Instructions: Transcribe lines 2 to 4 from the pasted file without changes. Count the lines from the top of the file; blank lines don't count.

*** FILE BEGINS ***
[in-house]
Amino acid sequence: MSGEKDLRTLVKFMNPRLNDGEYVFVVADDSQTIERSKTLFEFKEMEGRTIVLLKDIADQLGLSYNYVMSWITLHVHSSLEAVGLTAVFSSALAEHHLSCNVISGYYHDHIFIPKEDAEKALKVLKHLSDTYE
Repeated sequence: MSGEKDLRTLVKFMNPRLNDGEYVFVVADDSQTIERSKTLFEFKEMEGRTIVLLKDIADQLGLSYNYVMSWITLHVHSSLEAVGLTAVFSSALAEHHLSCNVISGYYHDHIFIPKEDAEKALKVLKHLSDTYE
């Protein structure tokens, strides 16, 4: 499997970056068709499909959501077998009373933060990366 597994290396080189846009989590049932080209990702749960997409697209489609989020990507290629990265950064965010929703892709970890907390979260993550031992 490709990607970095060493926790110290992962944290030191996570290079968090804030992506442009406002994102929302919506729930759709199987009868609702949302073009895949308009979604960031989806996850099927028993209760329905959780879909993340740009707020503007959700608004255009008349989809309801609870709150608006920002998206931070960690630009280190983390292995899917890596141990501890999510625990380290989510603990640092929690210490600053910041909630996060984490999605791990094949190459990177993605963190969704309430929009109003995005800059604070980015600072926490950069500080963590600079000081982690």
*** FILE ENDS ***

Amino acid sequence: MSGEKDLRTLVKFMNPRLNDGEYVFVVADDSQTIERSKTLFEFKEMEGRTIVLLKDIADQLGLSYNYVMSWITLHVHSSLEAVGLTAVFSSALAEHHLSCNVISGYYHDHIFIPKEDAEKALKVLKHLSDTYE
Repeated sequence: MSGEKDLRTLVKFMNPRLNDGEYVFVVADDSQTIERSKTLFEFKEMEGRTIVLLKDIADQLGLSYNYVMSWITLHVHSSLEAVGLTAVFSSALAEHHLSCNVISGYYHDHIFIPKEDAEKALKVLKHLSDTYE
């Protein structure tokens, strides 16, 4: 499997970056068709499909959501077998009373933060990366 597994290396080189846009989590049932080209990702749960997409697209489609989020990507290629990265950064965010929703892709970890907390979260993550031992 490709990607970095060493926790110290992962944290030191996570290079968090804030992506442009406002994102929302919506729930759709199987009868609702949302073009895949308009979604960031989806996850099927028993209760329905959780879909993340740009707020503007959700608004255009008349989809309801609870709150608006920002998206931070960690630009280190983390292995899917890596141990501890999510625990380290989510603990640092929690210490600053910041909630996060984490999605791990094949190459990177993605963190969704309430929009109003995005800059604070980015600072926490950069500080963590600079000081982690």